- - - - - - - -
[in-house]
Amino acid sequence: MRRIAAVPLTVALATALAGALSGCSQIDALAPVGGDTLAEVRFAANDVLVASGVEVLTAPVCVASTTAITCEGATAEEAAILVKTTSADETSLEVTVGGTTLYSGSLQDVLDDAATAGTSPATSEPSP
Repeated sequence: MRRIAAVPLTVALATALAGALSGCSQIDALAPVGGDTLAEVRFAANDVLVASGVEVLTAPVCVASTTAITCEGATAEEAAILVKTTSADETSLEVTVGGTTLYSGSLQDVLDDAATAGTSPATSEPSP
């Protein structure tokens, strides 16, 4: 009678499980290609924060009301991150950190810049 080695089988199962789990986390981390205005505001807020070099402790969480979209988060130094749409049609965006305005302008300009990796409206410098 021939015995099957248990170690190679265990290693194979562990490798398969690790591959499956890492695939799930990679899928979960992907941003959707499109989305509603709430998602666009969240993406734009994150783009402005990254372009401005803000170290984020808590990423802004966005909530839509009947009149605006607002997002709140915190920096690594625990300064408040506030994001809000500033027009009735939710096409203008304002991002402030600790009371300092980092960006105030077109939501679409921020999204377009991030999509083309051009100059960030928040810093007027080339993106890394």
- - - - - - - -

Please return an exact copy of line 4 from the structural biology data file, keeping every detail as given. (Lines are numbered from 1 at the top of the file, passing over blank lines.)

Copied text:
């Protein structure tokens, strides 16, 4: 009678499980290609924060009301991150950190810049 080695089988199962789990986390981390205005505001807020070099402790969480979209988060130094749409049609965006305005302008300009990796409206410098 021939015995099957248990170690190679265990290693194979562990490798398969690790591959499956890492695939799930990679899928979960992907941003959707499109989305509603709430998602666009969240993406734009994150783009402005990254372009401005803000170290984020808590990423802004966005909530839509009947009149605006607002997002709140915190920096690594625990300064408040506030994001809000500033027009009735939710096409203008304002991002402030600790009371300092980092960006105030077109939501679409921020999204377009991030999509083309051009100059960030928040810093007027080339993106890394």